The Maths, it hurts

An elegant idea for a game mechanic, pursued to the logical extreme, tends to become unplayable.

This is what I got by asking myself “How long does it take to play a game?”.  In the case of my last redesign of Housewar, I got a bad feeling that the answer was “Too long.”  Many times in the past I have overloaded a game with too many mechanics, and the game has collapsed under its own weight.  While individual mechanics may be entertaining, if they reach the point where players spend twenty minutes resolving an action, and then have to spend five minutes figuring out where they are in the game and who should move next … then that is a fail for the design.  I’m trying to avoid ending up with a game that looks like Arkham Horror with all the expansions in play at once.

So what can the design strongly influence in terms of speed of play?

(1) the number of game actions each player can do (more actions = more time)

(2) how these actions are resolved (greater complexity = more time)

(3) the number of players allowed in the game (more players = more time).

What the designer has weak influence over is the individual and collective player context.  Some players simply take longer to play games.  Groups of players that enjoy diplomacy can spend half an hour arguing over the placement of a single counter.  Some of the relevant factors here include:

  • knowledge of the game rules (expert players can make decisions more quickly, or at least on a more informed basis, if knowledge is weak, much time will be spent consulting the rulebook, or discussing interpretation of the rules)
  • time taken to assess the current game state (the more complex the game, the more pieces on the board, the more information is concealed, the longer this takes, and an expert player may take longer because they can see more valid moves than the novice)
  • choice identification (is there an obvious good move, or multiple good moves to choose from, or is the player choosing the lesser of many evils)
  • interaction (diplomacy takes time, and the amount of time taken escalates with each additional player added to the game, mind you, all this interaction can be fun)
  • knowledge of other players (risk appetite, trustworthiness, quirks, etc).

A nice design goal is to try and set things up to avoid complete paralysis of decision-making.

So when I looked at the last set of mechanics I put together for Housewar, I made an assumption of two minutes per player turn, and quickly found a combined estimate of about an hours worth of gameplay to resolve one peace/civil war cycle.  Not optimal for a game with thirteen such cycles.  My turn structure involved approximately eight decisions per player, so to reach the two minute time, each decision would have had to have been made in under 25 seconds.  That is very unlikely to happen if the players engage in any diplomacy at all.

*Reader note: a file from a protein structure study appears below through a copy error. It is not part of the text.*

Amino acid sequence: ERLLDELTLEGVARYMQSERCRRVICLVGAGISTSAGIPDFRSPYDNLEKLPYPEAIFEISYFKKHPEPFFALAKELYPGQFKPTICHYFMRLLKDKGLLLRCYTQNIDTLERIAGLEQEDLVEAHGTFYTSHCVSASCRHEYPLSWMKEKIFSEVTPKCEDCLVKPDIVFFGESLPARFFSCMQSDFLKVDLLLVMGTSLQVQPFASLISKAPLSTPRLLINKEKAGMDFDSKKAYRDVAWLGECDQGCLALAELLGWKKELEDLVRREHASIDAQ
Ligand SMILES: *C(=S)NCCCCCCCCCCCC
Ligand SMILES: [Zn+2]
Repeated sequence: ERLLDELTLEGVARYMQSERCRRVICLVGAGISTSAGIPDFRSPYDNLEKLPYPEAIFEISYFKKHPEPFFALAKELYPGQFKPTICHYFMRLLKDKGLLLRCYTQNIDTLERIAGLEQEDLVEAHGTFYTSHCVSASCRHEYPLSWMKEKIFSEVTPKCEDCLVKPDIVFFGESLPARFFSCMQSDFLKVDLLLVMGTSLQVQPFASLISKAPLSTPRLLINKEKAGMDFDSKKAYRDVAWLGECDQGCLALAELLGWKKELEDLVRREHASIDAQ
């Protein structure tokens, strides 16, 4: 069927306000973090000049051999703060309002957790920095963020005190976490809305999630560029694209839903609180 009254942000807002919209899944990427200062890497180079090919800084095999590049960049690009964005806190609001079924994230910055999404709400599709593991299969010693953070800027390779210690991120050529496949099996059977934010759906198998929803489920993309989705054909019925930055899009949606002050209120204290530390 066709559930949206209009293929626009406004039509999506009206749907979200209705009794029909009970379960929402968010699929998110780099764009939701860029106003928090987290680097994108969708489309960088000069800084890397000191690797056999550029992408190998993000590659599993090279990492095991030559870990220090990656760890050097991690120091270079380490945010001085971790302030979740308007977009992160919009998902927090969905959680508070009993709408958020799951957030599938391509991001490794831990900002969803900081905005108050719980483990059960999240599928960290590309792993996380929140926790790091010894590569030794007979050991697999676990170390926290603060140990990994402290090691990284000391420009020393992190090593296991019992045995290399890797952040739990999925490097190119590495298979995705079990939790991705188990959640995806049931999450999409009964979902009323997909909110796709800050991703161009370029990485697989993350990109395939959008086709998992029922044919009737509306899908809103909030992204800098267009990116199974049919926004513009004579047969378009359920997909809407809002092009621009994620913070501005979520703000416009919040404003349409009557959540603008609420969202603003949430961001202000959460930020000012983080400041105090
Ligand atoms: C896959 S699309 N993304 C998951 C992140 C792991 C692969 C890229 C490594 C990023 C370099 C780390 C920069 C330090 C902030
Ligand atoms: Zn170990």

My design goal: simple games should play to a completion in under an hour.  Complex games should finish in under three.  After that people start getting bored or burnt out.  It takes a special kind of person to sign up for one of the historical conflict simulation games where an entire evenings play only advances the game by one turn/two months of game time.  For Housewar, I would like it to play to a finish in around three hours.

So what can I do to speed things up?  Today’s answer: try to make decisions in parallel, not in sequence, i.e. make the players make as many decisions as possible simultaneously, rather than one at a time.  Also, get rid of the plot cards (too time consuming for all the players to read and understand them, and to figure out the optimal play for each).

In both peace and war turns, all the players secretly allocate one leader each to one of three plot/strategy choices (military, elite, and popular).  They can also commit power tokens.  When all players have chosen, their choices are revealed and resolved.  For each plot/strategy, the player with the best leader (plus any power) gets the maximum benefit, the player with the weakest leader gets little or no benefit, and the other players get a small benefit.

This should happen a maximum of five times before a trigger to start/end a civil war occurs.  So players have interesting choices around whether or not they play high value leaders first, or hold them back.  Later in the game, as some leaders have been removed, the choices should get harder.

An example: Military plots

  • the player(s) with the lowest value Military leaders gain +1 power token
  • the player(s) with the highest value Military leaders gain control of 1-5 fleet units
  • the other players gain control of one Fleet unit

To save time on deployment in a civil war, fleets get deployed on the map as soon as control is gained of them.

I might also have improved the scoring, with Elite plots working like this:

  • the player(s) with the lowest value Elite leaders gain +1 power token
  • the player(s) with the highest value Elite leaders gain +1-5 Glory
  • the other players gain +1-5 Glory based on Blame tokens*

This inverts my traditional one player scores glory at a time, to all-but one player scores glory at a time.  So it becomes less about getting ahead of the others, as making sure you do not fall behind the pack.  This makes a race to 100 glory more feasible.  In past playtests the glory score always seemed to spread out, so that after five hours of play, one player was on 40, a couple were on 30, and the rest had ten or less.

*Having lots of blame in front of you is risky, as if you get too much pinned to you permanently, then you automatically lose the game.

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